The warnings are simply an alternative to having the lawyer in the interrogation room. "The warnings protect persons who, exposed to custodial interrogation without the assistance of counsel, otherwise might be unable to make a free and informed choice to remain silent." (Roberts v. U.S.) Miranda did not hold "that the possibly coercive atmosphere of the police station could not be counteracted by the presence of counsel or other safeguards" (such as giving the warnings). (Brady v. U.S.)
As the court explained in a subsequent decision, "The rule in Miranda was based on this Court’s perception that the lawyer occupies a critical position in our legal system because of his unique ability to protect the Fifth Amendment rights of a client undergoing custodial interrogation. A lawyer is able to protect his client's rights by learning the extent, if any, of the client's involvement in the crime under investigation, and advising his client accordingly. An attorney might well advise his client to remain silent in the face of interrogation by the police." (Fare v. Michael C.)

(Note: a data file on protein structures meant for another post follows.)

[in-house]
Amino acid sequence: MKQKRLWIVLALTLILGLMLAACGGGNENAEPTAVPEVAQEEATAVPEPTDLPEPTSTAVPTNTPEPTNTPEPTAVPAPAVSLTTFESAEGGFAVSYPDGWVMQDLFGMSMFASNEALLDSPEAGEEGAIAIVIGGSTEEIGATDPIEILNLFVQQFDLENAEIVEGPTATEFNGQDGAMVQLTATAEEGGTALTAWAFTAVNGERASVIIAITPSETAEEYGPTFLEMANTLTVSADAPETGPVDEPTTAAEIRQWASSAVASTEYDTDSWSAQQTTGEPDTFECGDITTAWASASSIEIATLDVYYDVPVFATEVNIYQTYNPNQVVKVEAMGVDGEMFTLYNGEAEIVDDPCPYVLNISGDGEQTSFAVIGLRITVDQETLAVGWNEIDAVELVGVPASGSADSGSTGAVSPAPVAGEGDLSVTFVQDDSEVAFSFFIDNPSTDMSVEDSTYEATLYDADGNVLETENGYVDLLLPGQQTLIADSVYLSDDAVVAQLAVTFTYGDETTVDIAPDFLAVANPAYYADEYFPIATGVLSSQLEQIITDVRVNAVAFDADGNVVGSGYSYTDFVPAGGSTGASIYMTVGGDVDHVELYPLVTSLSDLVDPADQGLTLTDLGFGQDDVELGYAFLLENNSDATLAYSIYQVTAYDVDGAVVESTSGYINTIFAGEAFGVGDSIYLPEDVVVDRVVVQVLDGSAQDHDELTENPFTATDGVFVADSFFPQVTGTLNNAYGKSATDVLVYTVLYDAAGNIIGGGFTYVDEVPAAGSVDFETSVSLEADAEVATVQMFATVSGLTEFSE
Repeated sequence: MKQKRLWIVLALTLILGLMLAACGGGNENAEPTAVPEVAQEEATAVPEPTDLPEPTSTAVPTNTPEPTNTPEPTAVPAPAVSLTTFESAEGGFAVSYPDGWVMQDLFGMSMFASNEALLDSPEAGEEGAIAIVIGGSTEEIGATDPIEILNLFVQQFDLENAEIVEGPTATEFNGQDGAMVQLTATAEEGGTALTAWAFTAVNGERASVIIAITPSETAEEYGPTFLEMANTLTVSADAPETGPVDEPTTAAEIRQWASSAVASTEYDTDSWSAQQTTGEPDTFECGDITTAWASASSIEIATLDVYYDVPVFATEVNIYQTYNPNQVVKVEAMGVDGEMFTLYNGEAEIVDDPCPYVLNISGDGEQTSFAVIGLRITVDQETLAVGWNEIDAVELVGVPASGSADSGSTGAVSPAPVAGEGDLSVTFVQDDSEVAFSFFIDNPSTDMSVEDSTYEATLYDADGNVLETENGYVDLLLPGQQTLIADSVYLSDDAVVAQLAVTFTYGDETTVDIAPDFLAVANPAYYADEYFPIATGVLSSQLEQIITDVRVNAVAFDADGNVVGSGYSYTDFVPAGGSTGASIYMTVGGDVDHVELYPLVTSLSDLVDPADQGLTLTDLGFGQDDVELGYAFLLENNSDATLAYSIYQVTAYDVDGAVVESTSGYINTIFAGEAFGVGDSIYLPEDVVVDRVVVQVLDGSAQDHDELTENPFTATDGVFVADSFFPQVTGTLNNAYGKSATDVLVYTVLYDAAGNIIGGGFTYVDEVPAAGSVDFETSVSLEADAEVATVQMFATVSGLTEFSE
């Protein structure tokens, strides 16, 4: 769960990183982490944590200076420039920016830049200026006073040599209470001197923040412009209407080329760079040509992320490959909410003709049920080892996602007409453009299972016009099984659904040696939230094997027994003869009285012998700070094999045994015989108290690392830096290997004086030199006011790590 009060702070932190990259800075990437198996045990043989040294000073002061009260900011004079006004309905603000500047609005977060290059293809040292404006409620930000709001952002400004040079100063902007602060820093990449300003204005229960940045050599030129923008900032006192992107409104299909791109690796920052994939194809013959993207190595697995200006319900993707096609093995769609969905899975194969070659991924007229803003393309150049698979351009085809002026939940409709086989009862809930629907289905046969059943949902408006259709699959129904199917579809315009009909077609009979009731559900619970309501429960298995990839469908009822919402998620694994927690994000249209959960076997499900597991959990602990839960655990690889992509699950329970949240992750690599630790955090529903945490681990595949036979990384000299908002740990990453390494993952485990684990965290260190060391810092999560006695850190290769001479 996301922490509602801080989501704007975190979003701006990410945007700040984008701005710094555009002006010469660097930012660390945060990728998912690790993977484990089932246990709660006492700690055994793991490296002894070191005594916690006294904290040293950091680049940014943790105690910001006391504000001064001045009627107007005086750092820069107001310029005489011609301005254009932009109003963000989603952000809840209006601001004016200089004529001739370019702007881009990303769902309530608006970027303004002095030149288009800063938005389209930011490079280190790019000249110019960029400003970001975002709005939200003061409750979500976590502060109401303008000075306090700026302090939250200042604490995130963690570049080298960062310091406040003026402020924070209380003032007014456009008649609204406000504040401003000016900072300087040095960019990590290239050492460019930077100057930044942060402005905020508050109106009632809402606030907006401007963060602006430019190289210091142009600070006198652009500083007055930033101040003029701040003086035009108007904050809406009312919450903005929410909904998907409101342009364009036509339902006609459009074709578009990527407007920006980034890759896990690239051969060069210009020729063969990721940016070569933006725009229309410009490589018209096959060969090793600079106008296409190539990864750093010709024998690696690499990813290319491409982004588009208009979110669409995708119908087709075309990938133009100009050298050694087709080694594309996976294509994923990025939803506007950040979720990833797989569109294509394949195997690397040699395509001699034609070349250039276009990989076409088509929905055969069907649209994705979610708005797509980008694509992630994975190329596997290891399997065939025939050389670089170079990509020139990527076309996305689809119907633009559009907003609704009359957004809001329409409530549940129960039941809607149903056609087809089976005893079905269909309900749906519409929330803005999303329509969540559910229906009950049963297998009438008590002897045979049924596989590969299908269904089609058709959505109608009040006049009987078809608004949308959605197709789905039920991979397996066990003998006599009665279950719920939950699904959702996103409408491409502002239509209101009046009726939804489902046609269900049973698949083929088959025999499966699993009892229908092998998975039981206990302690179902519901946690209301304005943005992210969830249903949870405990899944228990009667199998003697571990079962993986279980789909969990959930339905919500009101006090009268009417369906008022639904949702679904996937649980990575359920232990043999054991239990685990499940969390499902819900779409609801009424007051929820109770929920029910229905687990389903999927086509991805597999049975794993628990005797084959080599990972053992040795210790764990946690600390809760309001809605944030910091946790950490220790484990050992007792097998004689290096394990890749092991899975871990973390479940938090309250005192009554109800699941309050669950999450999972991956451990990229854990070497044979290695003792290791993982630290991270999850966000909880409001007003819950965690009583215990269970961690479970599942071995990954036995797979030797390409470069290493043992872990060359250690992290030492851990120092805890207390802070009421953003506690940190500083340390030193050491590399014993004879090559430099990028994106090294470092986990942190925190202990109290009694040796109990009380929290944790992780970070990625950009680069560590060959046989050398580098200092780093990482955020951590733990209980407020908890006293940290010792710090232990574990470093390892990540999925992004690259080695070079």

It may be that a ritualistic reading of a suspect's "Miranda rights" is automatically required in every Hollywood crime drama, but it isn't actually required in every real-world custodial interrogation. "The prophylactic Miranda warnings are not themselves rights protected by the Constitution." (Duckworth v. Eagan) "The Constitution does not require police to administer the particular Miranda warnings." (Dickerson v. U.S.) "Quite the contrary, Miranda itself indicated that no talismanic incantation was required to satisfy its strictures. The warnings and waiver are, in the absence of a fully effective equivalent, prerequisites to the admissibility of certain statements. We have noted that Miranda announced procedural safeguards including the now familiar warnings or their equivalent." (California v. Prysock)
Lower Court Rulings